Ice cream sellers are complaining Cadbury Flakes are now ‘too crumbly’ for 99s Emily Sergeant
The Cadbury Flake is an icon of British confectionary.
First developed all the way back in 1920, and surprisingly discovered just by chance thanks to Cadbury Bournville factory employee, Ralph Thompson – who noticed thin streams of excess chocolate falling from moulds cooled into flaky ripples – the Flake has gone on to become a beloved sweet treat, not just in the UK, but in several other countries worldwide too.
Due to the success of the chocolate bar, by 1930, Cadbury began selling half-sized Flakes specifically for sticking in the top of vanilla soft serve ice cream, known as ’99 Flakes’, which were served by ice cream vendors nationwide.
Many will be familiar with the famous 1983 advert, where Cadbury chose to brand Flakes as “the crumbliest, flakiest milk chocolate in the world”.
But could the day finally be here? The day when the “the crumbliest, flakiest milk chocolate in the world” is now just too crumbly to stick in 99 cone? Well, according to a growing number of ice cream sellers, this is apparently the case.
With the UK having been treated to some warm weather recently, and the hottest day of the year even on the horizon this bank holiday weekend, it’s led to ice cream traders across the country complaining that 99 Flakes have started deteriorating in quality since the production of the chocolate treats was moved over to Egypt in 2020.
Vendor John Taylor, who owns of C&M Creamery Ices in North Yorkshire, complained to the BBC that the quality of 99 Flakes nowadays is “embarrassing for an ice cream man”.
“You can’t give someone a 99 with a broken Flake,” he added.
Lawrence Glauser, owner of Lorenzo’s Ices in East Yorkshire, agreed with fellow vendor John and described the situation as a “big issue” because often at least a quarter of the Flake boxes are “unusable” – which has left him having to resorting to more creative measures.
“I now serve trays of ice cream and sprinkle bits of Flake on top,” Lawrence revealed, “I shouldn’t have to do that. I’m fed up of the wastage”.
Katy Alston, who is the president of The Ice Cream Alliance, says she won’t be using Cadbury Flakes in the 99s she sells from her ice cream van in Bognor Regis for the first time ever this year, as she claims she sometimes has to throw at least half the box away because “they’ve all been broken”, which doesn’t help when she has a reputation to maintain.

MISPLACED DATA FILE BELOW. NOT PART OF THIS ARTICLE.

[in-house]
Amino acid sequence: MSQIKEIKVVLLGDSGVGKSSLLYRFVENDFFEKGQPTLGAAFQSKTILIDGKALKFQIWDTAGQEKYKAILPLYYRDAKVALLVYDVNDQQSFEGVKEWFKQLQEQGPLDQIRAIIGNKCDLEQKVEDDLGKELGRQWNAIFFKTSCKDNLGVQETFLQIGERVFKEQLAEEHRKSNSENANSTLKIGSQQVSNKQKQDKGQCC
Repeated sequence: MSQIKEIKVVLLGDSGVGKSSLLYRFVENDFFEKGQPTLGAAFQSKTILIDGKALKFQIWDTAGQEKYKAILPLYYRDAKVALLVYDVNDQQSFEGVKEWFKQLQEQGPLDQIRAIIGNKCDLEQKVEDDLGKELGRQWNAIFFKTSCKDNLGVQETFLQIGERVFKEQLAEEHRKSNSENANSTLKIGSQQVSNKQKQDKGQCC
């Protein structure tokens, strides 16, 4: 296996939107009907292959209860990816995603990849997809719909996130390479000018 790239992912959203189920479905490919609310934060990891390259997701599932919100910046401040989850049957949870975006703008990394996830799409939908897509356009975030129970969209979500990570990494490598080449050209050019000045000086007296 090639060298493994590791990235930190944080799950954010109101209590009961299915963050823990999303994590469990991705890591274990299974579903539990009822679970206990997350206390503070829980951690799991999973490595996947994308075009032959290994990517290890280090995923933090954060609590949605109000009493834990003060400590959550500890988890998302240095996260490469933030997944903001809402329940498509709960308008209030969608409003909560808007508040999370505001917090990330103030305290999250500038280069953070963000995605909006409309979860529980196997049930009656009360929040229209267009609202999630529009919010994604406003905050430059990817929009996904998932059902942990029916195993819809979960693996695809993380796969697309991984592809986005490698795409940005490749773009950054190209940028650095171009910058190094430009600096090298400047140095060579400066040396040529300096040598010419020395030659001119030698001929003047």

“If you order a 99, you want a good solid Flake in it,” she concluded.
Addressing the growing concerns, a spokesperson for manufacturer Mondelēz International said: “Cadbury Flake 99 is a naturally delicate and crumbly product, and we have processes in place within our supply chain to avoid any breakage as much as possible.
“We are aware that recently some customers have received product which does not meet our usual high standards. This has been addressed following recent improvements to our production processes although some prior stock may remain in circulation.
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- Manchester is set to be hotter that Madrid this bank holiday weekend
“We are in the process of liaising with our customers (wholesalers) to support those potentially impacted.
“We sincerely apologise for any inconvenience caused”.
Featured Image – Flickr
Manchester is set to be hotter than Madrid this bank holiday weekend Emily Sergeant
The UK could see the hottest day of the year so far this bank holiday weekend, with temperatures predicted to hit 24°C in some parts.
And that means Manchester is set to be warmer than Madrid.
The Spanish capital is usually known for its soaring temperatures around this time of year, but in recent weeks, the city has been experiencing some unseasonably rainy spells, and as that seems set to continue for the foreseeable, it means us Mancs could be taking over the role of basking in the sunshine this bank holiday weekend instead.
According to the Met Office, temperatures over the next couple of days in Greater Manchester will reach highs of 23°C in some boroughs.
And we’re all set for a “fine and dry” end to the month of May.
The summer-like conditions are all thanks to the fact that the area of high-pressure that’s brought fine conditions across the UK over the last few days are predicted to persist for a little while longer, according to the Met Office.
Looking at the bigger picture for the weekend, the Met Office’s Chief Forecaster, Paul Gundersen, explained: “The jet stream sitting to the north of the UK is holding unsettled weather systems at bay and allowing high pressure to dominate bringing fine weather to the vast majority of the UK.
“The current position of the high-pressure means we will see a westerly air flow over the UK, a cooler direction than if air was being brought up from the South, and areas such as Spain or Africa, therefore, we are not likely to reach heatwave conditions, but temperatures will still be warm reaching the low 20’s for many, particularly in the South West and southern Wales.”
Forecasting into next week when schools are out for half term across Greater Manchester, the Met Office says there’s “a strong signal the high pressure will continue to dominate our weather”.
The forecasted sunshine and dry weather has, however, got experts issuing travel warnings as people are expected to hit the roads across the UK.
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- Festival full of food, live entertainment, and more to take over ‘hidden street’ in Manchester city centre
The RAC is predicting “the busiest late May bank holiday since before the pandemic”.
Featured Image – Flickr